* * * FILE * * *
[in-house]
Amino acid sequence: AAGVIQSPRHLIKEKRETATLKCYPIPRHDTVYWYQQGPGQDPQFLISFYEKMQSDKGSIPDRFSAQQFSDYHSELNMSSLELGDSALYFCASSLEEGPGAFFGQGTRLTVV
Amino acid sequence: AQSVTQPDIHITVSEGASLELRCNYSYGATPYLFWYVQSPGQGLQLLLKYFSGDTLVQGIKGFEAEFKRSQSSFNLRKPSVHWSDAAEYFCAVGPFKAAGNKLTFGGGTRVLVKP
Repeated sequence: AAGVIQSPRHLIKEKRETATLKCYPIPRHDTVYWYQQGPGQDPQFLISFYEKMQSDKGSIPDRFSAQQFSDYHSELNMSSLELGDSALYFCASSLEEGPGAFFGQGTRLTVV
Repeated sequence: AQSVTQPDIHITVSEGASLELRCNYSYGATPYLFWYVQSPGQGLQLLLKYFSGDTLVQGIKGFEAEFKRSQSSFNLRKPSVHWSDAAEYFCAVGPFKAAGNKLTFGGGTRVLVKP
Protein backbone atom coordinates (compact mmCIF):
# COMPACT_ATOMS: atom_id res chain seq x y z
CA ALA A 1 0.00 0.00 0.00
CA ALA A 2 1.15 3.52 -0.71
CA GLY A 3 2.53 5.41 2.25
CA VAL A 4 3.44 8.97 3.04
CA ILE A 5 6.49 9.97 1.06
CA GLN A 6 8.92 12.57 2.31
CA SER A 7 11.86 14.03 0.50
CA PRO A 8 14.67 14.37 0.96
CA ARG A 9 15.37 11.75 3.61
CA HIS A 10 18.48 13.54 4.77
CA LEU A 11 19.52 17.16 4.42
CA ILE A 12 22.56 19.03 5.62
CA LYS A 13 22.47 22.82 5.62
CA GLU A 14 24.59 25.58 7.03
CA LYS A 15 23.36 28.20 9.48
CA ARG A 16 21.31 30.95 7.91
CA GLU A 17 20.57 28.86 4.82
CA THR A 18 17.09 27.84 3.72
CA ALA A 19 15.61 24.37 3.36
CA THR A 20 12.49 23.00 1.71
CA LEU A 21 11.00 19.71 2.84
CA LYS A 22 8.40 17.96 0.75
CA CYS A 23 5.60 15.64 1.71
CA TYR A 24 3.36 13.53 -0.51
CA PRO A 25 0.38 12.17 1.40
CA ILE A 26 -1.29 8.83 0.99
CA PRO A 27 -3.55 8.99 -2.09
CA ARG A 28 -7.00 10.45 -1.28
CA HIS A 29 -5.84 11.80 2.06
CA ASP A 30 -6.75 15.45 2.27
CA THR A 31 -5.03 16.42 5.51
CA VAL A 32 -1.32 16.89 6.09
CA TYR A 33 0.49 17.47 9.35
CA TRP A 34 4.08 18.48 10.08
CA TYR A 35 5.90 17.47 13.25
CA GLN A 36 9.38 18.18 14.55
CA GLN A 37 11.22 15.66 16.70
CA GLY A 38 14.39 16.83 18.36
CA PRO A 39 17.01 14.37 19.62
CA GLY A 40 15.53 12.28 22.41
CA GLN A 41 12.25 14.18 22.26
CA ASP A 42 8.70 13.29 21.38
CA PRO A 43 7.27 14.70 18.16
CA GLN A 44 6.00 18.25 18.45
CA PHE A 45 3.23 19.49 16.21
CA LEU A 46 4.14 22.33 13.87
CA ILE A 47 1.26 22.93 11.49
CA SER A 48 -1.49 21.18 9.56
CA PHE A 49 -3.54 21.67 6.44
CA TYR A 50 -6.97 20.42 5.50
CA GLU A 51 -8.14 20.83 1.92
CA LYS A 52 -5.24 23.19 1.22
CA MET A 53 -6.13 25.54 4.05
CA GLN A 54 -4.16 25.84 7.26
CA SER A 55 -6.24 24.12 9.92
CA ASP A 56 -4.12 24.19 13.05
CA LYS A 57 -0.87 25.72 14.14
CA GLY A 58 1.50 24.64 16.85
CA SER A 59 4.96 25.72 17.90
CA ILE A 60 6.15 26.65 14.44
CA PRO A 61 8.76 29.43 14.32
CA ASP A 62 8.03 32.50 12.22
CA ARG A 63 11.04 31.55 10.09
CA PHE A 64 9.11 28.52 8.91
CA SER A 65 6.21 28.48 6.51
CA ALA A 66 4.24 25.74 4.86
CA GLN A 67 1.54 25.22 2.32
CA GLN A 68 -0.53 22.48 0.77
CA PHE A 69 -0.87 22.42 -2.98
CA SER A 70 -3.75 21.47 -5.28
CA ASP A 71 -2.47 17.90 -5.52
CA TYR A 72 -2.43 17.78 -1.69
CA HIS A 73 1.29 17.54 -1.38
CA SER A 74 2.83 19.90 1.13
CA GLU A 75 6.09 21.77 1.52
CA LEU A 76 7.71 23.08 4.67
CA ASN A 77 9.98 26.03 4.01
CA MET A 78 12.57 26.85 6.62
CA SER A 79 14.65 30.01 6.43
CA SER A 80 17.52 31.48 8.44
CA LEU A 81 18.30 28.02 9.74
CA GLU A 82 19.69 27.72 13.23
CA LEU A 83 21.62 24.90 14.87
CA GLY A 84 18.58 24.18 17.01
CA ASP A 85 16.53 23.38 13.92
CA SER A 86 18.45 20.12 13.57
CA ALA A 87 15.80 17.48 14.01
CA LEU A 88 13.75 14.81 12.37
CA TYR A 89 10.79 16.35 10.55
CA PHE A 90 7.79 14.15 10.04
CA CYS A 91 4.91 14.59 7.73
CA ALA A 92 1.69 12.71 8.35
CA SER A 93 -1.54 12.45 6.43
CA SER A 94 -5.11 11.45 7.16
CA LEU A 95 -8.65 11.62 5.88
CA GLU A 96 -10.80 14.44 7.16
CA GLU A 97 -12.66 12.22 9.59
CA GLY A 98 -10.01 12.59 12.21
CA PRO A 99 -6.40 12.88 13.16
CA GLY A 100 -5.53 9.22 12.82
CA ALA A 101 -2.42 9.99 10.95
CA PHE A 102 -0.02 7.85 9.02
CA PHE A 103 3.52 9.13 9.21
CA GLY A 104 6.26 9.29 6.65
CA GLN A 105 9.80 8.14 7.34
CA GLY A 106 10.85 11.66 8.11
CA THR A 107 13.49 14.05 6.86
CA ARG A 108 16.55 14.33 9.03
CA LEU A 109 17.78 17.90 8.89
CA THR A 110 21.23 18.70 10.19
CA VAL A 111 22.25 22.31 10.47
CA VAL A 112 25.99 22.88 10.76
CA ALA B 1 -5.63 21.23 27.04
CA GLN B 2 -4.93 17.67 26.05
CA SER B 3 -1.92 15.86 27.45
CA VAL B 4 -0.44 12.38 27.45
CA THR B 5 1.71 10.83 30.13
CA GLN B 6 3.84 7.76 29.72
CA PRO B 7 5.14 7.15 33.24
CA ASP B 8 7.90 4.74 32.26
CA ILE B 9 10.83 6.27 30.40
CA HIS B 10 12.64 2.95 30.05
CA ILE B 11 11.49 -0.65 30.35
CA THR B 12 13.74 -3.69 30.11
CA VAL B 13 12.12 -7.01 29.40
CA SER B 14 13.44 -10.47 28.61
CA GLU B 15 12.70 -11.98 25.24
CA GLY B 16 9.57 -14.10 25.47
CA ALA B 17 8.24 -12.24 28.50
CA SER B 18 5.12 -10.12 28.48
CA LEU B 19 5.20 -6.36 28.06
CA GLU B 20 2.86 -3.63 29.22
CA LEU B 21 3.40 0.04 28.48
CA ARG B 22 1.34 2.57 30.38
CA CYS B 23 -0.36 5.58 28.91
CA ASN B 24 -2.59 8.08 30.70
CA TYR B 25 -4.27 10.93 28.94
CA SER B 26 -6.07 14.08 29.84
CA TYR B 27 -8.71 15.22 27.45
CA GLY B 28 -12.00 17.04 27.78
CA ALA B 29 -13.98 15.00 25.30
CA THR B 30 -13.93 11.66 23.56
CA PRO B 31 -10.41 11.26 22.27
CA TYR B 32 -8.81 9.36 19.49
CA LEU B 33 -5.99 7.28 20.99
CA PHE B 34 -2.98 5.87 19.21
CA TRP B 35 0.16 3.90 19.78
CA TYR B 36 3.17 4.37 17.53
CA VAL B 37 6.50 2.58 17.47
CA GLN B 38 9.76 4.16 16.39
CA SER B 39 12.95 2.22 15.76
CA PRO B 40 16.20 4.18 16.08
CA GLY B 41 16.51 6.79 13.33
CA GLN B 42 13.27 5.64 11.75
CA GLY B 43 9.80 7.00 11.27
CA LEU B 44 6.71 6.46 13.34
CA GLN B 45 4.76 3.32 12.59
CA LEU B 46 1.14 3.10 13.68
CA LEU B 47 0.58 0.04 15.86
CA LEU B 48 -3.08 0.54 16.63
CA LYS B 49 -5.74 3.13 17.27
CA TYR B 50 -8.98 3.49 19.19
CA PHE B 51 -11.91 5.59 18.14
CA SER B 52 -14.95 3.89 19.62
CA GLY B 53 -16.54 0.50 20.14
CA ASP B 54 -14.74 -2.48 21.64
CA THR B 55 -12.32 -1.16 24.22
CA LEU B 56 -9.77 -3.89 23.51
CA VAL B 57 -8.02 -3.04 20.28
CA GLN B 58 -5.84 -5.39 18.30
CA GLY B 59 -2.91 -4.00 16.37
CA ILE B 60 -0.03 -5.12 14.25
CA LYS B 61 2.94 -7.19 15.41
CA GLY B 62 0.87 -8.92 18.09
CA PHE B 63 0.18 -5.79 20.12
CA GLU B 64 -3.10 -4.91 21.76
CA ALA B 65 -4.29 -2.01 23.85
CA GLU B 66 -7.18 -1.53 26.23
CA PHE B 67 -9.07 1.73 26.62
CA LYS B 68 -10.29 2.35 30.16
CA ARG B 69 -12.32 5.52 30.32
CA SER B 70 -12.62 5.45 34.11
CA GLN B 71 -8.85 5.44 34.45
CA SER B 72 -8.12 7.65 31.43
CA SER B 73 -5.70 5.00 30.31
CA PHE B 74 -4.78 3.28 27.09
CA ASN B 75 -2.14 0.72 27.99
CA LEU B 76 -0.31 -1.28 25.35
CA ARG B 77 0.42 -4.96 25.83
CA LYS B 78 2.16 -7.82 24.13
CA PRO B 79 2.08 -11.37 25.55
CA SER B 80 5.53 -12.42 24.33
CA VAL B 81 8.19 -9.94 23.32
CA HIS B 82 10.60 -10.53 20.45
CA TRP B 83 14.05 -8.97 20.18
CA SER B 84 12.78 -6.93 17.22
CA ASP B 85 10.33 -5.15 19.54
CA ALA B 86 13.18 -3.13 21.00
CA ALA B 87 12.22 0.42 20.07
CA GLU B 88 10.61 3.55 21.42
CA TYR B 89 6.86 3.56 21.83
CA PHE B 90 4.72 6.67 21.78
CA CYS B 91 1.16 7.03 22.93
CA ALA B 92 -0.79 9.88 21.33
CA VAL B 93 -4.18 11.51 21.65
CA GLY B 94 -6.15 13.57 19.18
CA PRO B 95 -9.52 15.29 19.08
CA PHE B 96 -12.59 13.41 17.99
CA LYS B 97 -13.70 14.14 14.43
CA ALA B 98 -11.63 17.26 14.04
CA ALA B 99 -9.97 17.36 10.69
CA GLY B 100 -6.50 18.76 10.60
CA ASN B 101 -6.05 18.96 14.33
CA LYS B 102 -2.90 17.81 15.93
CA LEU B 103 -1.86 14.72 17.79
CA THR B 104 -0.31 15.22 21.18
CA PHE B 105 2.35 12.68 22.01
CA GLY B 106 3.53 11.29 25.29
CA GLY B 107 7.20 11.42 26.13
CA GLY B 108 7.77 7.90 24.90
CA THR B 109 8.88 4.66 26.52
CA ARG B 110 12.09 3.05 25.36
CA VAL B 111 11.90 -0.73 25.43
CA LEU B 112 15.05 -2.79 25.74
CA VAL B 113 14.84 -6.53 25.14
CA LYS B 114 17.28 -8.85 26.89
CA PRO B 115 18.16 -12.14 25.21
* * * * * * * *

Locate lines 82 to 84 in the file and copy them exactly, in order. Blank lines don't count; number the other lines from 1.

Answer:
CA GLU A 75 6.09 21.77 1.52
CA LEU A 76 7.71 23.08 4.67
CA ASN A 77 9.98 26.03 4.01